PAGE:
Retrospectively Rated Workers Comp Insurance Plan

Under the standard insurance plans issued in the market place, the insurance company will look at your past losses, amounts of your payroll, the type of business you are involved with and attempt to predict what your premium payment should be. In its simplest form, if the carrier correctly “guesses” what your losses will be and theses losses are less than premiums paid, the insurance company wins. To the contrary, if losses exceed premium amounts, the carrier loses (without considering investment income, the value of cash flow, etc.) This is not, however, how a retro plan works.

Under a retro plan, the carrier does not predict what your losses are going to be and charge you a premium for that prediction. Rather, there is a look back (retrospectively) to the previous year’s experience and based upon your previous year’s losses and possibly reserves for losses (depending on the type of retro plan), the premium calculation is made. There is no “guess” as to what your losses will be. These losses are quantitatively determined by looking at actual numbers. At a given time after the policy period ends, the insurance carrier will value your claims and at that time calculate the premiums due.

From a philosophical standpoint, the retro plan concept permits the employer to participate in the “bet” along with the carrier as to whether the employer’s losses will create a profit or loss. If losses are less than expected, the employer participates in the profits by paying less premiums. If losses are more than expected, excessive premiums are potentially payable by the employer as part of this “bet.”

There are minimum or basic premium calculations and there are maximum premium payments under these plans, sometimes in excess of that which you would ordinarily be responsible for paying under a guaranteed cost plan. When comparing retro plans and their prices you should limit, if possible, the minimum or basic premium. You should realize that you should choose a high maximum premium exposure, you could be subjecting your company to potential substantial liability should your losses for a given year be excessive. From a price standpoint, you might want to increase the amount of the maximum premium payment.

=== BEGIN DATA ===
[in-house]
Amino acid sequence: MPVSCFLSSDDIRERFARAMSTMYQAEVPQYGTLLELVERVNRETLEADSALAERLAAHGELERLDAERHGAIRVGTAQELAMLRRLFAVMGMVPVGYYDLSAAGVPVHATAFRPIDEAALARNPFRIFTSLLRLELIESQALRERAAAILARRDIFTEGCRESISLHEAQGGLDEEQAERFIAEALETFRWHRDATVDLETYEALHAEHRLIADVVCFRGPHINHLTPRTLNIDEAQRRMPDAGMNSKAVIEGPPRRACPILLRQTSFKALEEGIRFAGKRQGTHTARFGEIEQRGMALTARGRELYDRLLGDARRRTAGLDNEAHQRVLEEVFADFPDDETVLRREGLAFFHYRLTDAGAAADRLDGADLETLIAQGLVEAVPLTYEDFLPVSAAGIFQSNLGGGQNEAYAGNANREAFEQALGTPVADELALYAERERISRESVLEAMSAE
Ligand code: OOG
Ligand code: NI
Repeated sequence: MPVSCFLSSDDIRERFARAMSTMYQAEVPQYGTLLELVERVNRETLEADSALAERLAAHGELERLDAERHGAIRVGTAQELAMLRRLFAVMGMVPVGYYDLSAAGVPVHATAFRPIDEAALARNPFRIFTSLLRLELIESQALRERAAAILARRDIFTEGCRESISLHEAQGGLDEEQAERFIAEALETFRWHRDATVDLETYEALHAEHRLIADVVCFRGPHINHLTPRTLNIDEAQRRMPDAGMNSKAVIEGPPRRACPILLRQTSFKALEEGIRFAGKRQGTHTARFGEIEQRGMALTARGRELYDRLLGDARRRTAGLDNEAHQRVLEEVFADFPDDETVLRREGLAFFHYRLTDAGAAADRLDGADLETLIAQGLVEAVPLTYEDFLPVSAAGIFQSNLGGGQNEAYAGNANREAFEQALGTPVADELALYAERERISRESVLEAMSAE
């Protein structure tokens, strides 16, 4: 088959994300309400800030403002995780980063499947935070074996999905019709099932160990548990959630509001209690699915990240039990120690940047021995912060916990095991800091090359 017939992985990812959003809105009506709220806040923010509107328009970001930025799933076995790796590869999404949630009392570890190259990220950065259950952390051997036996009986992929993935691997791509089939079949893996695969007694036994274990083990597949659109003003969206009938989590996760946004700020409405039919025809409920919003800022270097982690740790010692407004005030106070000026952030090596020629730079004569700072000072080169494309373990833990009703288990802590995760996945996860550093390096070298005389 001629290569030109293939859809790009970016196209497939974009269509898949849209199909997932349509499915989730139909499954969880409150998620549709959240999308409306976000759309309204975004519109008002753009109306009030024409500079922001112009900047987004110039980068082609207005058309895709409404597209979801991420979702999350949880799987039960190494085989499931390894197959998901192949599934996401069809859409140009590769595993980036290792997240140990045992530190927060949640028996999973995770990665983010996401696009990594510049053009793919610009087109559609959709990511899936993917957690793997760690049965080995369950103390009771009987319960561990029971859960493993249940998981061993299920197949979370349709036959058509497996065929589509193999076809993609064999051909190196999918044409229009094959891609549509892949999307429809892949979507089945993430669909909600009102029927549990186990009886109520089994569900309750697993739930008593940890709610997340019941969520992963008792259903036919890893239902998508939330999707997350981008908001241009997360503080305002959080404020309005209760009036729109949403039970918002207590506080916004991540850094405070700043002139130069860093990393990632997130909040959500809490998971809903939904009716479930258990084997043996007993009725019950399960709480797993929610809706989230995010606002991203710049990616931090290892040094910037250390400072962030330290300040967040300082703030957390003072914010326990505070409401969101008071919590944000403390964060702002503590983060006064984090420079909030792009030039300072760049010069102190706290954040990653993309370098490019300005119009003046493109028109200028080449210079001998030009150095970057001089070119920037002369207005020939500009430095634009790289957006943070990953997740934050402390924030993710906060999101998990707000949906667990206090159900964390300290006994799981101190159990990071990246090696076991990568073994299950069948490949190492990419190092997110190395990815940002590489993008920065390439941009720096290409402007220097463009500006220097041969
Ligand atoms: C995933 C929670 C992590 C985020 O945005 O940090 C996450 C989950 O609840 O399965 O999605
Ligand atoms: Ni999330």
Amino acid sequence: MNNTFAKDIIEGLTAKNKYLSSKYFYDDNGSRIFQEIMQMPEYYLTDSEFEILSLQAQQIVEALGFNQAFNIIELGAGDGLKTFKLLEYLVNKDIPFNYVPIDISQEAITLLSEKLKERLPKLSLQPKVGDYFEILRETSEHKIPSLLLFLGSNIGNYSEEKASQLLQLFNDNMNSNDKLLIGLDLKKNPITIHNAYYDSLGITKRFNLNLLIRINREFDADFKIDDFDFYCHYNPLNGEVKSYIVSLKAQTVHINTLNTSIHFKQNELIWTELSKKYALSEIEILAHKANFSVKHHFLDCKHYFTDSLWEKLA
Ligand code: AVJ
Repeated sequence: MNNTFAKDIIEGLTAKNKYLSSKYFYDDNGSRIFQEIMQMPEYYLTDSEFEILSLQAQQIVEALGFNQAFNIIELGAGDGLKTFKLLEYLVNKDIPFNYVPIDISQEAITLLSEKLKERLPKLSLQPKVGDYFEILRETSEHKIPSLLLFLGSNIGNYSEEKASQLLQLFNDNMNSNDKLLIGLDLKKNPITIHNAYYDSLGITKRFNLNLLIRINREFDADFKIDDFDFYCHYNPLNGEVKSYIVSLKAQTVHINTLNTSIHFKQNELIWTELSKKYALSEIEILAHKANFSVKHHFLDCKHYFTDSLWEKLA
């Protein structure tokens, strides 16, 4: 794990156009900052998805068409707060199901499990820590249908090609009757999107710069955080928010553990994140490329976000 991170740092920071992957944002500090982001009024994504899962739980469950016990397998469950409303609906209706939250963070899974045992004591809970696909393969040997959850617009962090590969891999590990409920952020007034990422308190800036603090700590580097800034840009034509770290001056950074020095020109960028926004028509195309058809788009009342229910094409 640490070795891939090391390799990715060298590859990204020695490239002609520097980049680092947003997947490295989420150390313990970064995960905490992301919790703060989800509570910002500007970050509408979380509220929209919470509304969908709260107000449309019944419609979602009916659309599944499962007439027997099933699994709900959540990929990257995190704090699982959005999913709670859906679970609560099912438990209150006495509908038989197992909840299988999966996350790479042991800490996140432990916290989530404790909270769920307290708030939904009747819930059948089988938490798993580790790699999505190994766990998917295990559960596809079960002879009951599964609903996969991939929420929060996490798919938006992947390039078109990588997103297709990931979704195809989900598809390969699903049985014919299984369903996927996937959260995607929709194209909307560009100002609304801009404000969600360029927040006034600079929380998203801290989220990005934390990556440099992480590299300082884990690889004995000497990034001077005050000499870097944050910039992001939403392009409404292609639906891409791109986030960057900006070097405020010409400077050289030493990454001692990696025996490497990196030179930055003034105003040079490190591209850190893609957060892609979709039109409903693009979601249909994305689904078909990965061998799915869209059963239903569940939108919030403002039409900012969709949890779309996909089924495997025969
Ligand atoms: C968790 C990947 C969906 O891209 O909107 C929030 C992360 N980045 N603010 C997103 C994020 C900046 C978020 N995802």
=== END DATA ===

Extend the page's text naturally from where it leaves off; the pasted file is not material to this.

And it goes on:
Added to the calculation of the premium amount is what is known as a “loss development factor” (LDF), which basically is intended to offset the administrative and claims handling costs incurred by the insurance carrier. Obviously, you want to minimize this factor (usually expressed as a percentage of paid or incurred losses)/ thereby reducing your ultimate payout. There is also a tax modifier that will take care of any state assessments such as for the special Disability Trust Fund and the Administration Trust Fund. A simplified formula for computing a retrospective premium is as follows: retrospective premium + (basic premium + converted losses) x tax multiplier.

The positives in choosing a retro plan primarily relate to cost and cash flow. There can be a significant savings. The negative, however, involves the situation where you losses are greater than expected. In such circumstances, you might be paying more in workers’ compensation premiums than you would be due had another plan of coverage been chose. (There is some indication that some of these plans in the market place are placing the maximum exposure at amounts payable if a guaranteed cost plan is chose, i.e., standard premium. If this is the case, maximum payouts would be limited.) Another negative is the almost “built in” conflict between the carrier and employer on pricing incurred losses for premium calculation. The employer’s primary goal is to minimize these amounts: this may not be the goal of the carrier.

If you choose a retro plan, you must be willing to be an active participant in your workers’ compensation program and most importantly, have confidence in your insurance company’s ability to properly manage your claims. This is one instance where you must have complete trust that your claims handler will provide proper and attentive service. You must also be comfortable with their knowledge of the law, their aggressiveness in handling claims, and their reserving practices. In addition, you should be an active participant in choosing the doctors to whom your injured workers are sent. In summary, you must be completely familiar with your duties and responsibilities and willing to work closely with the adjuster handling your account.

You should be aware of the fact that retro policies remain in effect until all claims have been settled or otherwise resolved, which sometimes can take ten or more years after expiration of the policy. Adverse development of claims (sometime years after policy expiration) can cause the payment of additional premiums. Sometimes insurance companies will agree to a cut-off date for recalculations.

A retention dividend plan is a hybrid of a retro plan and a dividend plan. It operates as a cost-plus plan, i.e., premium payments are like the retro-plan but returns are paid like dividends. The maximum premium amount is no higher than a guaranteed cost policy. However, unlike the retro plan, savings depend on the insurance company’s declaration of a dividend.